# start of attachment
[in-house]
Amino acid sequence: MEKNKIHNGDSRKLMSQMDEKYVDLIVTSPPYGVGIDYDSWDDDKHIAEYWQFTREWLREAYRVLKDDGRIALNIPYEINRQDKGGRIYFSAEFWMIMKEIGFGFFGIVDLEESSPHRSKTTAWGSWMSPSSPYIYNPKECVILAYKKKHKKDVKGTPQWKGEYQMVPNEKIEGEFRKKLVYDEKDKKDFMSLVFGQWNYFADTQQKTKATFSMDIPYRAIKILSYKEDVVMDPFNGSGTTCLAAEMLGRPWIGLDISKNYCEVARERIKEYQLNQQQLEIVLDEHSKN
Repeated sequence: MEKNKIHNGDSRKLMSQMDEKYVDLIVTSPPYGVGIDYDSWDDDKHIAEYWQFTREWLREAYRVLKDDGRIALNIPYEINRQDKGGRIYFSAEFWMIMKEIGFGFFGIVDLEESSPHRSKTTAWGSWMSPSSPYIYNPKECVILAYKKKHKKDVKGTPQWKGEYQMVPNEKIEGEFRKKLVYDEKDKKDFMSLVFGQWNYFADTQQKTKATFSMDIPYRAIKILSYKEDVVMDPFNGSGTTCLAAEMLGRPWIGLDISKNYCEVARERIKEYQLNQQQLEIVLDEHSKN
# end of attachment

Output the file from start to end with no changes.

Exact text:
[in-house]
Amino acid sequence: MEKNKIHNGDSRKLMSQMDEKYVDLIVTSPPYGVGIDYDSWDDDKHIAEYWQFTREWLREAYRVLKDDGRIALNIPYEINRQDKGGRIYFSAEFWMIMKEIGFGFFGIVDLEESSPHRSKTTAWGSWMSPSSPYIYNPKECVILAYKKKHKKDVKGTPQWKGEYQMVPNEKIEGEFRKKLVYDEKDKKDFMSLVFGQWNYFADTQQKTKATFSMDIPYRAIKILSYKEDVVMDPFNGSGTTCLAAEMLGRPWIGLDISKNYCEVARERIKEYQLNQQQLEIVLDEHSKN
Repeated sequence: MEKNKIHNGDSRKLMSQMDEKYVDLIVTSPPYGVGIDYDSWDDDKHIAEYWQFTREWLREAYRVLKDDGRIALNIPYEINRQDKGGRIYFSAEFWMIMKEIGFGFFGIVDLEESSPHRSKTTAWGSWMSPSSPYIYNPKECVILAYKKKHKKDVKGTPQWKGEYQMVPNEKIEGEFRKKLVYDEKDKKDFMSLVFGQWNYFADTQQKTKATFSMDIPYRAIKILSYKEDVVMDPFNGSGTTCLAAEMLGRPWIGLDISKNYCEVARERIKEYQLNQQQLEIVLDEHSKN